x Abu Dhabi, UAEWednesday 24 January 2018

China hunting for energy resources in the Arctic

China may not itself have a coastline that stretches to the Arctic, but that is not putting the country off trying to secure a share of the energy assets that lie within the area.

The research ship Polarstern sails through Artic ice.
The research ship Polarstern sails through Artic ice.

BEIJING // The pristine waters and ice sheets of the Arctic have long captured the imagination of explorers, but with global warming causing large-scale melting and opening up the region for resource extraction, interest is now also growing among governments and energy giants.

Chief among the outside players is China, which has a burning need for new sources of energy to fuel an economy that is the world's second-largest and which continues to grow at more than nine per cent a year.

China may not itself have a coastline that stretches to the Arctic, but that is not putting the country off trying to secure a share of the energy assets that lie within the area.

"The Chinese are very interested," said Robert Huebert, associate director of the Centre for Military and Strategic Studies at the University of Calgary in Canada.

"Not only are the Chinese very serious, they are willing to invest considerable resources. They have the money to back it up."

Two months ago, Nasa and University of Colorado researchers found summer levels of ice in the Arctic Sea had fallen to the second-lowest level on record. Since 1979, the amount of ice during the summer has fallen 12 per cent.

"The sea ice is not only declining; the pace of the decline is becoming more drastic," Matt Meier, of the University of Calgary's National Snow and Ice Data Centre, said in a recent interview.

While environmental changes threaten the region's wildlife, they create new opportunities for shipping routes and oil and gas projects that would not have been feasible before. Once inaccessible energy deposits are becoming ripe for exploitation.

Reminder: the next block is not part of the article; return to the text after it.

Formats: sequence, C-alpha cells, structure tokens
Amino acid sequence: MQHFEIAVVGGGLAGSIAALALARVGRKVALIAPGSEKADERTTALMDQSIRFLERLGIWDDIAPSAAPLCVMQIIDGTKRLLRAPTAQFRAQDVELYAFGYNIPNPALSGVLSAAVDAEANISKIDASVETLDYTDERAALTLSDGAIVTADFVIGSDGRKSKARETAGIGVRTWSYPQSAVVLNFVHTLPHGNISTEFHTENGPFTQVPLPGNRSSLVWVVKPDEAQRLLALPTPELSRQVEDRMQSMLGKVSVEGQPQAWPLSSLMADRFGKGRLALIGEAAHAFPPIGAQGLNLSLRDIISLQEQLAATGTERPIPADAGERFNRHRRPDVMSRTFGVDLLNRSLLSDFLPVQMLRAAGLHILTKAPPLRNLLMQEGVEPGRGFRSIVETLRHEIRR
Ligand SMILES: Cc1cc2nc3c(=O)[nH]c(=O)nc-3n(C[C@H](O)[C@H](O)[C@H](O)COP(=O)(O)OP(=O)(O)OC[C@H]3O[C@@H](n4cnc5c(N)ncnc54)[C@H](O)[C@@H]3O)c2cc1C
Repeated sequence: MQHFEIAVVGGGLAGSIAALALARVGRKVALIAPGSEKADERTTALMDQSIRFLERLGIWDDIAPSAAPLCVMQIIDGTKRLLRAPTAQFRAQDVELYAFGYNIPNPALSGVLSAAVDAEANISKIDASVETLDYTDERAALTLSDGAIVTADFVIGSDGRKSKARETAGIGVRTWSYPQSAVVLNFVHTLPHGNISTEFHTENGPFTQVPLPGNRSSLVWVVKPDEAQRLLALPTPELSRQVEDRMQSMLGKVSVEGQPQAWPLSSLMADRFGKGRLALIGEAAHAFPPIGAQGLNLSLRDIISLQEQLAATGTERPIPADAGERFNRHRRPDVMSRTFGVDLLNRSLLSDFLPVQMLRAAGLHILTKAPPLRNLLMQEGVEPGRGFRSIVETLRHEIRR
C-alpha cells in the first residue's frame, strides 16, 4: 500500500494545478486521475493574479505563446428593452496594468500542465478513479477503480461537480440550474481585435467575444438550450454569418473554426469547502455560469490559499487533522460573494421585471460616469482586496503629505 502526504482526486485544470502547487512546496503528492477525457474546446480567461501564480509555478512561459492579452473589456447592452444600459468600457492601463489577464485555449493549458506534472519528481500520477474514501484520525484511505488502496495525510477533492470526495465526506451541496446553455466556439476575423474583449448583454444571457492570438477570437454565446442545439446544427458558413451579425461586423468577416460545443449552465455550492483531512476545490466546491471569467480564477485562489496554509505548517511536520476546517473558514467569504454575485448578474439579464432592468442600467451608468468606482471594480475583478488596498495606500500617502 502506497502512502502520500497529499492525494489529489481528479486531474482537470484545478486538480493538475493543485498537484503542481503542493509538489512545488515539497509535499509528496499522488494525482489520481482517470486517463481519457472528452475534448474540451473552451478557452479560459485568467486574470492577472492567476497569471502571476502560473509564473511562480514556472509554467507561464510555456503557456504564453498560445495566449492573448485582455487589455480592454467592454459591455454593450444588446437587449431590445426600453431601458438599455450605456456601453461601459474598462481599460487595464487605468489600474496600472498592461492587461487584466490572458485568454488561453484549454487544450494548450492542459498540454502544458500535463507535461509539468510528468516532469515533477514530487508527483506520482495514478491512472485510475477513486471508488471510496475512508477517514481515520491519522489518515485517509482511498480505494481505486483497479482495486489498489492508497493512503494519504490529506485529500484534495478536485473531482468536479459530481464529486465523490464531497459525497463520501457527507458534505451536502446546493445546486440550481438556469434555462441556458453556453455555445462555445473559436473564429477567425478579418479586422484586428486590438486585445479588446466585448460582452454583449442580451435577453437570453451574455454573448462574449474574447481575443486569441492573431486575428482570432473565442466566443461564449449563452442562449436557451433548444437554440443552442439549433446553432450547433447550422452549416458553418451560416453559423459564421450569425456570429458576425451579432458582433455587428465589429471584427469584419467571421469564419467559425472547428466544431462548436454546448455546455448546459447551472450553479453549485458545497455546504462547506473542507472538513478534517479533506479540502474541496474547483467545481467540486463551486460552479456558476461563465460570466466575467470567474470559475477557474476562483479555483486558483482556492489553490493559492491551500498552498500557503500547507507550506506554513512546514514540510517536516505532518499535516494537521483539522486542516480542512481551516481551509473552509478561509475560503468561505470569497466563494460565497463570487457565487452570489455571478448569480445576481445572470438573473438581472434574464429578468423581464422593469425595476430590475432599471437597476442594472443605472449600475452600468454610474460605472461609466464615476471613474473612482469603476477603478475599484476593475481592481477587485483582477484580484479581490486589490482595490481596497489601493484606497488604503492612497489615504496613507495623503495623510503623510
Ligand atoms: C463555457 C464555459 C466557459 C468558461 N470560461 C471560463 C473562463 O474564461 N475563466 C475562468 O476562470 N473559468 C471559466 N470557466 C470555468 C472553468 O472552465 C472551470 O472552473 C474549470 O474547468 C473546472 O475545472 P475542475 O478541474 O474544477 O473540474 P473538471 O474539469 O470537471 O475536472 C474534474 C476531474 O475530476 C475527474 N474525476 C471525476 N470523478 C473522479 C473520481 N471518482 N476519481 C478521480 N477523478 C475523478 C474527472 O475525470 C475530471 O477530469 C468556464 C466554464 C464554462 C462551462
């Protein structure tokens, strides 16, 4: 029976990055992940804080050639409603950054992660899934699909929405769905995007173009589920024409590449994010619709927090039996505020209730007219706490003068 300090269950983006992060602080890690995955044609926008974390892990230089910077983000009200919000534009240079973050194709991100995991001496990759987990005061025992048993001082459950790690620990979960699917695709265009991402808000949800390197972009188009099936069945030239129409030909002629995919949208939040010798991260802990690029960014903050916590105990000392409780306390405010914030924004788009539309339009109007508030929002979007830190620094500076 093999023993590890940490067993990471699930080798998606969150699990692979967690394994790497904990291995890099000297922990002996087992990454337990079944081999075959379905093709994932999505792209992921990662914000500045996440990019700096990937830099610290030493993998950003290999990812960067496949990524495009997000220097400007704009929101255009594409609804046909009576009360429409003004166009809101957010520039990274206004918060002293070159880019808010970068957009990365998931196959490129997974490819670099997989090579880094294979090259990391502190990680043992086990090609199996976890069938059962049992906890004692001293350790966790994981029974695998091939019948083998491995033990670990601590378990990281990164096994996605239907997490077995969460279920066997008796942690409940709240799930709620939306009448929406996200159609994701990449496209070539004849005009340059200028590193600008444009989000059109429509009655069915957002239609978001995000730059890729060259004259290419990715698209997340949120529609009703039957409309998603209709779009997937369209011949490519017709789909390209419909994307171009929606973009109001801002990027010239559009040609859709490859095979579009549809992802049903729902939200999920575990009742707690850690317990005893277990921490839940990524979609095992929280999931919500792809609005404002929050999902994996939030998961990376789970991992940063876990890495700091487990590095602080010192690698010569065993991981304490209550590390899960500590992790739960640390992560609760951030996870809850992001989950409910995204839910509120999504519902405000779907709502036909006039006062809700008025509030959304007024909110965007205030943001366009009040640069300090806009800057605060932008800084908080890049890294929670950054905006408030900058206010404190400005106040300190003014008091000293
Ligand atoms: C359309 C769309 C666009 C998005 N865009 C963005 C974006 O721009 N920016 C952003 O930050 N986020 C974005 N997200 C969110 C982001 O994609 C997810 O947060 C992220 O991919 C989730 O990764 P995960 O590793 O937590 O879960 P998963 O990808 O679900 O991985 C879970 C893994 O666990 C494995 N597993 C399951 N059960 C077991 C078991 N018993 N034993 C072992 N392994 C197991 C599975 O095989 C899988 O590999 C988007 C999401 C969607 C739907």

As well as being rich in mineral supplies, the Arctic is believed to hold about 13 per cent of the world's undiscovered oil and about 30 per cent of its undiscovered gas reserves.

Also of interest are fishing grounds and shipping lanes, including the North-West Passage, which links the Atlantic and Pacific oceans via the Arctic Ocean and which is becoming fully navigable in summer. The passage offers a much shorter link between East Asia and North America, of great value to a major exporter such as China.

The chance to conduct scientific research that may shed light on the effects of global warming is also luring China to the Arctic.

"The Arctic has moved up the agenda not only in the Arctic states, but among others who see the opportunities of a more accessible Arctic, including China," Friis Arne Petersen, Denmark's former permanent secretary of state for foreign affairs, now the ambassador to China, told journalists recently at the Danish Embassy in Bejing.

Beijing plans three research expeditions to the region over the next four years and is building a second icebreaker.

"They want to expand their base for oil and gas. They're not coming in to take over, but they want to be a player from an economic perspective," said Mr Huebert.

"[Also] they expect to see security issues arise in the Arctic and they need to understand what they're doing to protect their interests."

The Arctic Council, made up of the eight countries surrounding the Arctic, helps govern the area. China is set to become a permanent observer, a development thought likely to help ensure Beijing respects regulations.

"It is clear that China has an agenda and is looking to use existing regimes to advance its interests at the multilateral and bilateral level," wrote Nong Hong, a postdoctoral fellow with the University of Alberta's China Institute, in a paper published by the Journal of Energy Security this year.

There are tensions between some Arctic states over boundaries, which determine which countries have rights to resources within their exclusive economic zones, although these are more likely to be resolved through joint ventures than conflict.

Similarly, China is likely to forge alliances with countries with Arctic territory to gain access to resources. One of its oil companies has already signed a deal with Russian interests for energy supplies.

China's willingness to invest in overseas energy projects is well proven - it has pumped more than more than Can$12 billion (Dh43.4 billion) into the Canadian oil industry alone during the past three years - with Chinese investors "willing to pay a premium" as Mr Huebert puts it.

China's investment power will "absolutely" ensure it becomes a key Arctic player.

"They have made it very clear ... they're interested. They have the money to back it up," said Mr Huebert.